Emergency Preparedness

Emergency Preparedness

Preparing in advance of a disaster takes a little work, but it can make a big difference. The Federal Emergency Management Agency has helpful information about emergency preparedness available on ready.gov. The most common disasters in this region are flooding and tornadoes.

The number one weather-related cause of death in Texas is flash flooding. Most flash flood victims fall into two categories:

  • Motorists trying to cross a low flooded areaPicture of Turn Around Don't Drown

  • Children or young adults playing around flood waters

During storm events in the Belton area, Nolan Creek is prone to rapid changes in elevations. Elevation and rainfall totals are updated regularly on a flood monitoring site.

Flash Floods

  • flash flood signFlash flooding most frequently occurs across Texas from late afternoon into the early morning hours, when it is too dark to clearly see the danger. Even in the daytime, a flash flood is deceptive because light is “bent” as it travels through water, making the water appear to be shallow when it is really dangerously deep.

  • Because we look at flooding from the side or the bank, we judge the speed of the water from the edge of the flow, another dangerous misconception. The water on the outside of the flow is traveling slower because of the friction along the banks that slows it down.

  • Flooding may also hide damage to a roadway or bridge crossing and large holes or even mini-canyons could be hidden beneath a street.

  • Cars, trucks and sport utility vehicles (SUV’s) are especially vulnerable in flash floods, even if they have four-wheel drive. For every foot water rises, it can displace 1,500 pounds of automobile. As little as two feet of flooding will float most cars, and with electric windows and door locks, cars become death traps when passengers cannot get out due to electrical failures.

  • Never try to walk, swim or drive through swift water. Avoid flooded roads, streets, bridges and low water areas. If your vehicle stalls in deep water, you can try to move to higher ground, but you may not be able to do so safely. There are usually air pockets at the very top of the roof of the car and you may be able to survive for a short period.

  • Always stay informed about the weather by listening to NOAA Weather Radio, commercial radio or television for the latest flash flood watches and warnings.

    • Flash Flood Watch – watch out and be alert.

    • Flash Flood Warning – flooding reported, take immediate safety precautions.

  • If you have even the slightest doubt about the “look” of a flood area – STOP! Turn around and go back. Your car, truck or SUV is not designed as a white-water river raft – don’t try to make it perform like one.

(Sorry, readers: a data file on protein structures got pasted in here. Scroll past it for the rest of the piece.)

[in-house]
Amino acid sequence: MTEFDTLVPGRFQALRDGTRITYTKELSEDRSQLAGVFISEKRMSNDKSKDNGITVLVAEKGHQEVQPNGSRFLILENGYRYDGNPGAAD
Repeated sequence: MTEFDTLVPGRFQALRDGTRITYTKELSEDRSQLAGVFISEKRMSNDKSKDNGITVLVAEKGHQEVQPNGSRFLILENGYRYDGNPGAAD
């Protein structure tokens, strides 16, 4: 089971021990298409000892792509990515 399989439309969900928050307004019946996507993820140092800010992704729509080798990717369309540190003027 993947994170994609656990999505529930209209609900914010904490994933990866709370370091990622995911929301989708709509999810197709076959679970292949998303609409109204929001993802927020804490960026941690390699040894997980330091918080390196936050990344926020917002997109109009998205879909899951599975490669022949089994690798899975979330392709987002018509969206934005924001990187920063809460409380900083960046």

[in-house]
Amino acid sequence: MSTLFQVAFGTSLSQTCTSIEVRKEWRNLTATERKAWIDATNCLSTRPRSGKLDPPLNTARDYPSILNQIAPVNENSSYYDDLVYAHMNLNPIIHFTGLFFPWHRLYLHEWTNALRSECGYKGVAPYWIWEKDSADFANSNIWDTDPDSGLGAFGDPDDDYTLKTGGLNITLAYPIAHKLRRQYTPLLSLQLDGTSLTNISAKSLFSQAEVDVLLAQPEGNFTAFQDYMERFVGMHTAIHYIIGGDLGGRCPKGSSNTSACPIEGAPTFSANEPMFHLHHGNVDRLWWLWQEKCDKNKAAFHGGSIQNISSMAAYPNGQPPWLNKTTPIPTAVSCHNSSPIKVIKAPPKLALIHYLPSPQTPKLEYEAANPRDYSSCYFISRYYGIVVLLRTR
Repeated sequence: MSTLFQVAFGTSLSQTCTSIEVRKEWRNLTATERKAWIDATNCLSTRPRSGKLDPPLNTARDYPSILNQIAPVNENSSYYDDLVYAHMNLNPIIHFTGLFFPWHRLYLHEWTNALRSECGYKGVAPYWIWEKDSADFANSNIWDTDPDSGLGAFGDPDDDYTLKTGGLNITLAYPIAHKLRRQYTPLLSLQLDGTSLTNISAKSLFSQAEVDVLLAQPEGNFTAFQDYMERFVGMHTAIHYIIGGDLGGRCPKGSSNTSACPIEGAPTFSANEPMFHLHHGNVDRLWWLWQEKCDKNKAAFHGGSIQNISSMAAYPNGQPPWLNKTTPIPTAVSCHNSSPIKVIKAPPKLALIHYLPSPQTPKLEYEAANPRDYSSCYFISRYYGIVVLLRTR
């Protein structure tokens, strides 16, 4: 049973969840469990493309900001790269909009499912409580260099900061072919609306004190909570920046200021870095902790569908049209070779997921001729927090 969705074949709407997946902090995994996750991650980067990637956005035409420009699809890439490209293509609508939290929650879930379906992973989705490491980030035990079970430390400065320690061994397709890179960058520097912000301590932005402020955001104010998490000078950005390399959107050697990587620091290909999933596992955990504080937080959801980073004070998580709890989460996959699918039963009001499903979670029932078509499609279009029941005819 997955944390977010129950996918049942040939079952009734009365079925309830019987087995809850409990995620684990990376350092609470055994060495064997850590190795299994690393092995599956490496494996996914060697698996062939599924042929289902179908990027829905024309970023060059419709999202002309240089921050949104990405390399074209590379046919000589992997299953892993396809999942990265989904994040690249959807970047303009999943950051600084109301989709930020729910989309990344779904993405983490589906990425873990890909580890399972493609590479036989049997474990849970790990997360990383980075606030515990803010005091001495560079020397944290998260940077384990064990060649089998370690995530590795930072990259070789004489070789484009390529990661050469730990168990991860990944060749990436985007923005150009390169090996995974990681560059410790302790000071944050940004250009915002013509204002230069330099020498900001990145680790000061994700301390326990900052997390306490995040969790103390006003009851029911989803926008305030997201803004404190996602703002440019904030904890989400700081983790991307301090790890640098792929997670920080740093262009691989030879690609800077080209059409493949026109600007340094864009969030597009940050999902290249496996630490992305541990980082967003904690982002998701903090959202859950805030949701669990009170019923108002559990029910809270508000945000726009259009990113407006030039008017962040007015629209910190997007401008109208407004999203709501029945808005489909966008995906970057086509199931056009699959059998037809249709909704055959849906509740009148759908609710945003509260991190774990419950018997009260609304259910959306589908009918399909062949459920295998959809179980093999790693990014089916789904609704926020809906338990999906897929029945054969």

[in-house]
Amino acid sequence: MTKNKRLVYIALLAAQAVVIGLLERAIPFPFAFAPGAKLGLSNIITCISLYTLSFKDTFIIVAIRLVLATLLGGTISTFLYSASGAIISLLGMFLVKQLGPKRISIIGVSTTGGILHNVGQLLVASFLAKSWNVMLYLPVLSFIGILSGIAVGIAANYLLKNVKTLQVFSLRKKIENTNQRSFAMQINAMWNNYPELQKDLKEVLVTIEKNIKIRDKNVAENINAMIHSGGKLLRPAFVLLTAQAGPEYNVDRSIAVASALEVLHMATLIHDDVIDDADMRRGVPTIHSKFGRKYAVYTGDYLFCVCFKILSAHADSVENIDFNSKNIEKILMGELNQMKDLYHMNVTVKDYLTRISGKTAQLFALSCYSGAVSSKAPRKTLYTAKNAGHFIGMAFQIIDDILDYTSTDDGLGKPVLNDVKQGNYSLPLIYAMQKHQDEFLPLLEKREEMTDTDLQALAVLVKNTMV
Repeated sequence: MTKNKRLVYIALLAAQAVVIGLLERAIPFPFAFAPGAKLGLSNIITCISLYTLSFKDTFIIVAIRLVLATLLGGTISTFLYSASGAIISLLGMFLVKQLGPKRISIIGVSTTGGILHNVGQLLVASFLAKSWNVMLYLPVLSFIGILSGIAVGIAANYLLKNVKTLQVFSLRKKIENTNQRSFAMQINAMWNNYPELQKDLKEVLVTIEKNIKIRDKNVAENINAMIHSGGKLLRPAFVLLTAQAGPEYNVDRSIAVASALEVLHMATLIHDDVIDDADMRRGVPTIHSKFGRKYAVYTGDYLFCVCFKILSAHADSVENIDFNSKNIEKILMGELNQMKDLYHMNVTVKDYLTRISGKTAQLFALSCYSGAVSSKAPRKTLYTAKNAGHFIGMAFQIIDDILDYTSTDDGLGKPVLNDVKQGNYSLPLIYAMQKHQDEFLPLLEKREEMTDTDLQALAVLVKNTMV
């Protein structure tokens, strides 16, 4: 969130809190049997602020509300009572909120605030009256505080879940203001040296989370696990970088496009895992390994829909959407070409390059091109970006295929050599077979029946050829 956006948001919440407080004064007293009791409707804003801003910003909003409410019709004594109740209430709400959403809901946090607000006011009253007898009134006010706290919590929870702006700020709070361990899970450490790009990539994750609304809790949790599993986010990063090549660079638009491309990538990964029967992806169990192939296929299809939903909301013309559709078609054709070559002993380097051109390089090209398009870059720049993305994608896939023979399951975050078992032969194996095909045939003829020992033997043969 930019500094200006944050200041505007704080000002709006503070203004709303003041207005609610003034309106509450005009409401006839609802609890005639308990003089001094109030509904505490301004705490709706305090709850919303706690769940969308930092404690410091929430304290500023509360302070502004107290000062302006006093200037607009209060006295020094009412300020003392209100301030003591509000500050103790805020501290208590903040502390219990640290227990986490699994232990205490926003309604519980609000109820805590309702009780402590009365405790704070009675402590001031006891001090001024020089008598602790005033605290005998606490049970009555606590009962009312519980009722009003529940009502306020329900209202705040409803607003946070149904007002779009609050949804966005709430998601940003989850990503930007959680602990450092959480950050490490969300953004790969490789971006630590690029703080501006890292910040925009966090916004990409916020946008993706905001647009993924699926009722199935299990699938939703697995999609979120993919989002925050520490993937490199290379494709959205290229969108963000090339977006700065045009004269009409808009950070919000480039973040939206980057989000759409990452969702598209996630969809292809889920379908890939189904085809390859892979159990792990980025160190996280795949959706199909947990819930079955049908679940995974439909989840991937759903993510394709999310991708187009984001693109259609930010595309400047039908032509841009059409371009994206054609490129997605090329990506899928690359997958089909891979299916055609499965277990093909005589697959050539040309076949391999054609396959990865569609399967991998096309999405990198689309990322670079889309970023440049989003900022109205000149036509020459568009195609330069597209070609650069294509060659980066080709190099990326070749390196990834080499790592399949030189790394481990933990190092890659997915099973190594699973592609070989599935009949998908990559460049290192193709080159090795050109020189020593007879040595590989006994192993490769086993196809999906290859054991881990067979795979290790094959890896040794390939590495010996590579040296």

• The Division of Emergency Management warns people not to drive through high water or in flooded areas. When water begins to run curb deep in the streets, beware of flash flooding. As little as six inches of fast moving water can knock you off your feet and as little as one foot can cause a compact car to lose control and float away.

  • Don’t be a statistic in the next round of flash floods. Pay attention to the warnings and do not take chances. That “must have” carton of milk or bag of potato chips can wait. No destination or appointment is worth the loss of your life or that of a loved one


Warning Siren
Picture of Tornado_warning sign

Siren testing occurs the first Saturday of each month at 11 a.m. Sirens are in the following locations:

    • Near the Lena Armstrong Public Library, 301 E. 1st Ave.

    • Near the 1600 block of N. Main St.

    • Near the 800 block of Lake Rd.

    • Corner of E. Ave. S and I-35 Frontage Rd.

Tornadoes At Home

  • Texas is prime spawning ground for tornadoes. In fact, Texas has more tornadoes than any other state in the country. You would think Texans would be prepared for such occurrences, but the majority of people in the state are not.

  • If you are home when a tornado strikes, go to the innermost part of your house on the lowest floor (such as a bathroom or closet with no windows). Remember to cover and protect your head.

  • If you live in a mobile home, go outside and lay in a ditch or ravine.

Tornadoes On The RoadPicture of a tornado

  • Tornadoes can pop up quickly here in Texas. If you are driving during a thunderstorm, be aware that more severe weather could be around the corner.

  • If you are on the road and see a tornado, leave your car immediately. Do not try to drive away from the storm.

  • If you have time, get inside a building. If there is no time to find shelter, lie flat in a ditch or ravine and cover your head with your arms. Do not take cover under the car.

Tornado Watch or Warning?

  • You should also know the difference between a tornado watch and a tornado warning.

  • A tornado watch means, “watch” the sky. Weather conditions are right for tornadoes to form.

  • A tornado warning indicates a tornado has been sighted or identified on radar. Take cover immediately!